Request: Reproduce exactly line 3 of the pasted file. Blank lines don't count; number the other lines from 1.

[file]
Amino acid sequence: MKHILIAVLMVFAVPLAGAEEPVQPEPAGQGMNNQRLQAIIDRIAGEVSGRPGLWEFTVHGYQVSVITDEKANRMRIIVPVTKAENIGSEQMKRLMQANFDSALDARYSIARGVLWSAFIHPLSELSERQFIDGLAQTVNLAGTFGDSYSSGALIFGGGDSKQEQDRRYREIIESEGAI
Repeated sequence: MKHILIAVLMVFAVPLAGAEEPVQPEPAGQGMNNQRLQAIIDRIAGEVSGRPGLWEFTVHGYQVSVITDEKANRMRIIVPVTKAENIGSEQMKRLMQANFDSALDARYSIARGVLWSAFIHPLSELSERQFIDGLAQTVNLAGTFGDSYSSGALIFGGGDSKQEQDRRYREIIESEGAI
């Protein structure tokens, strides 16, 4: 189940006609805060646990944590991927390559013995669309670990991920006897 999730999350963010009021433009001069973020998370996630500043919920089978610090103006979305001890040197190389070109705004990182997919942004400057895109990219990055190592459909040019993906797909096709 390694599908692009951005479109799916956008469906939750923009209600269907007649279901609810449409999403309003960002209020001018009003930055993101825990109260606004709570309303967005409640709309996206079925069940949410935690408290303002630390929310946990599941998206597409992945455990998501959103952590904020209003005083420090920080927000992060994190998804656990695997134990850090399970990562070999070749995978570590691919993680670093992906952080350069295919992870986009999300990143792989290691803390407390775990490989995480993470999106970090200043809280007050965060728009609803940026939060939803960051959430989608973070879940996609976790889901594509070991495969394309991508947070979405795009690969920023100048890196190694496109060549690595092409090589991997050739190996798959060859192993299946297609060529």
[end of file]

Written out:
């Protein structure tokens, strides 16, 4: 189940006609805060646990944590991927390559013995669309670990991920006897 999730999350963010009021433009001069973020998370996630500043919920089978610090103006979305001890040197190389070109705004990182997919942004400057895109990219990055190592459909040019993906797909096709 390694599908692009951005479109799916956008469906939750923009209600269907007649279901609810449409999403309003960002209020001018009003930055993101825990109260606004709570309303967005409640709309996206079925069940949410935690408290303002630390929310946990599941998206597409992945455990998501959103952590904020209003005083420090920080927000992060994190998804656990695997134990850090399970990562070999070749995978570590691919993680670093992906952080350069295919992870986009999300990143792989290691803390407390775990490989995480993470999106970090200043809280007050965060728009609803940026939060939803960051959430989608973070879940996609976790889901594509070991495969394309991508947070979405795009690969920023100048890196190694496109060549690595092409090589991997050739190996798959060859192993299946297609060529």